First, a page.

Cheers,
Markus

@jangorecki
Copy link
Member

@jangorecki jangorecki commented Nov 19, 2017

Thanks Markus. Timing looks impressive. Be aware that performance improvement will vary a lot depending on cardinality of data and number of columns to subset.

@MichaelChirico
Copy link
Member Author

@MichaelChirico MichaelChirico commented Nov 20, 2017

Awesome @MarkusBonsch

@jangorecki
Copy link
Member

@jangorecki jangorecki commented Nov 20, 2017

@MarkusBonsch I see some questions in comments in your branch, if you could make PR I can address questions right next to them.

@MarkusBonsch
Copy link
Contributor

@MarkusBonsch MarkusBonsch commented Nov 21, 2017

@jangorecki I will do that asap, thanks!

I did some further benchmarks with three versions:

  1. master
  2. speedySubset (enhanced support for subsetting with keys and indices)
  3. speedyNoReorder: as 2. but additionally skipping the expensive reorder (see #2366)

The code can be found at the end of this post.

The main messages are:

  • speedySubset does what it is expected to
  • on keyed DT, we always get the speed benefit
  • on indexed DT, the speed benefit is often neglected by the reordering after bmerge, especially if the result set has many rows.

Here is a table with the results and comments:

query master (median ms) speedy (median ms) speedyNoReorder (median ms) comment
DT[intCol == 2L] (with key) 9 9 8 as expected, no difference
DT[intCol == 2L] (with INDEX) 12 13 8 as expected, master and speedy identical
DT[doubleCol %in% 1:5] (with key) 37 37 33 as expected, master and speedy identical
DT[doubleCol %in% 1:5] (with index) 114 115 29 same, but shows how terrible reorder can be time-wise
DT[!intCol == 3L] (with key) 77 81 80 as expected, master and speedy identical
DT[!intCol == 3L] (with index) 74 77 72 as expected, master and speedy identical
DT[charCol %chin% c("A", "B", "Y","Z")] (with key) 33 13 11 as expected, speedy faster than master
DT[charCol %chin% c("A", "B", "Y","Z")] (with index) 38 33 10 speed gain of speedy is eaten up by reorder
DT[intCol == 2L & doubleCol %in% 1:5 & charCol %chin% c("A", "B", "Y","Z")] (with key) 74 4 4 as expected, speedy faster than master
DT[intCol == 2L & doubleCol %in% 1:5 & charCol %chin% c("A", "B", "Y","Z")] (with index) 91 5 4 as expected, reorder not important because return data.table has few rows

Here is the benchmark code:

library(data.table)
library(microbenchmark)

n <- 1e6
DT <- data.table(intCol = sample(1L:10L, n, replace = T),
                 doubleCol = sample(1:10, n, replace=T),
                 charCol   = sample(LETTERS, n, replace = T))

DTequal <- copy(DT)
DTin <- copy(DT)
DTchin <- copy(DT)
DTcombined <- copy(DT)
DTnotjoin <- copy(DT)
setkey(DTequal, intCol, doubleCol, charCol)
setkey(DTin, doubleCol, charCol)
setkey(DTchin, charCol)
setkey(DTcombined, intCol, doubleCol, charCol)
setkey(DTnotjoin, intCol)

## original data.table will be used for indexed subsets
## one call to auto create relevant indices
DT[intCol == 2L]
DT[doubleCol %in% 1:5]
DT[charCol %chin% c("A", "B", "Y","Z")]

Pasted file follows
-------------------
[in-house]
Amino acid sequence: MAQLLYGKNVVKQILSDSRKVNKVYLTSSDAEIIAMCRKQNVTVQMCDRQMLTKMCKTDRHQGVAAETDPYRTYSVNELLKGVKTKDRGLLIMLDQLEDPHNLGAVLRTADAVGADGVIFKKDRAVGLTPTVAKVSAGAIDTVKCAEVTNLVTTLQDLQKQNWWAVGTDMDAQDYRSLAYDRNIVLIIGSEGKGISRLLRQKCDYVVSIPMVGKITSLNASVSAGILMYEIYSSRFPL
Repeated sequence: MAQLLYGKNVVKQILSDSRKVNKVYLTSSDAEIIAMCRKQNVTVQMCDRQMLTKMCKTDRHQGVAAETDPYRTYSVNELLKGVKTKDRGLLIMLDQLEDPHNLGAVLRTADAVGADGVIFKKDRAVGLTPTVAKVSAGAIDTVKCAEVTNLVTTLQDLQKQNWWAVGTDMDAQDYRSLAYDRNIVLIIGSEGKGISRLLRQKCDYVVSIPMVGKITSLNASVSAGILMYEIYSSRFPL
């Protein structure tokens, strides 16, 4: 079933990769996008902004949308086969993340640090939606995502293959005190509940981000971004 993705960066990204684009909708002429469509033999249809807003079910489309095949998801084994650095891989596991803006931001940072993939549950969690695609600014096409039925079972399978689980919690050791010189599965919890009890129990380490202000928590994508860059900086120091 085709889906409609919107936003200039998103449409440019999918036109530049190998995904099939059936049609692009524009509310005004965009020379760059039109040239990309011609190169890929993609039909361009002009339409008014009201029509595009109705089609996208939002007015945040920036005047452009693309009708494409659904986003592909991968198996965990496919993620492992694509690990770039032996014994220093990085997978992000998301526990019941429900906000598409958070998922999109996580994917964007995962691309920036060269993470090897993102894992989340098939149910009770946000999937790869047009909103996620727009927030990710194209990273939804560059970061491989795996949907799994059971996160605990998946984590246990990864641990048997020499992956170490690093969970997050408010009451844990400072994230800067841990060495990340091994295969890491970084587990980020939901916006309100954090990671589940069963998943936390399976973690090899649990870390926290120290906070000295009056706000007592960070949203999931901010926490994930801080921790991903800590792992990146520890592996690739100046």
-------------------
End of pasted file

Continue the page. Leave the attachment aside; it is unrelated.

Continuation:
DT[intCol == 2L & doubleCol %in% 1:5 & charCol %chin% c("A", "B", "Y","Z")]
DT[!intCol == 3L]

test <- microbenchmark(equalKey      = o <- DTequal[intCol == 2L],
                       equalIndex    = o <- DT[intCol == 2L],
                       inKey         = o <- DTin[doubleCol %in% 1:5],
                       inIndex       = o <- DT[doubleCol %in% 1:5],
                       notjoinKey    = o <- DTnotjoin[!intCol == 3L],
                       notjoinIndex  = o <- DT[!intCol == 3L],
                       chinKey       = o <- DTchin[charCol %chin% c("A", "B", "Y","Z")],
                       chinIndex     = o <- DT[charCol %chin% c("A", "B", "Y","Z")],
                       combinedKey   = o <- DTcombined[intCol == 2L & doubleCol %in% 1:5 & charCol %chin% c("A", "B", "Y","Z")],
                       combinedIndex = o <- DT[intCol == 2L & doubleCol %in% 1:5 & charCol %chin% c("A", "B", "Y","Z")]
                       )

@mattdowle
Copy link
Member

@mattdowle mattdowle commented Nov 28, 2017

I'm very wary of benchmarks measured in anything under 1 second. Much prefer 10 seconds or more for a single run, achieved by increasing data size. A repetition count of 500 is setting off alarm bells. 3-5 runs should be enough to convince on larger data. Call overhead and time to GC affect inferences at this very small scale.

That said, given the nature of this improvement combined with the results shown, I believe it. Awesome! Further, it should use significantly less RAM which will mean more larger queries will work and fit in RAM rather than fail. I approved the PR. Great!

Can the data size be scaled up and the time improvement shown to be, say 1 minute, or perhaps a size that shows failing with out-of-memory vs working fine. For presentation purposes and for the news item to convey the magnitude of improvement for one example in one sentence.

@mattdowle mattdowle added this to the v1.10.6 milestone Nov 28, 2017
@mattdowle mattdowle removed this from the v1.10.6 milestone Nov 28, 2017
@mattdowle mattdowle added this to the Candidate milestone Nov 28, 2017
@mattdowle mattdowle removed this from the Candidate milestone Jan 31, 2018
@mattdowle mattdowle added this to the v1.10.6 milestone Jan 31, 2018
@MarkusBonsch
Copy link
Contributor

@MarkusBonsch MarkusBonsch commented Apr 14, 2018

Is closed by PR #2494

Sign up for free to join this conversation on GitHub. Already have an account? Sign in to comment
Labels
None yet
Projects
None yet
Linked pull requests

Successfully merging a pull request may close this issue.

None yet
5 participants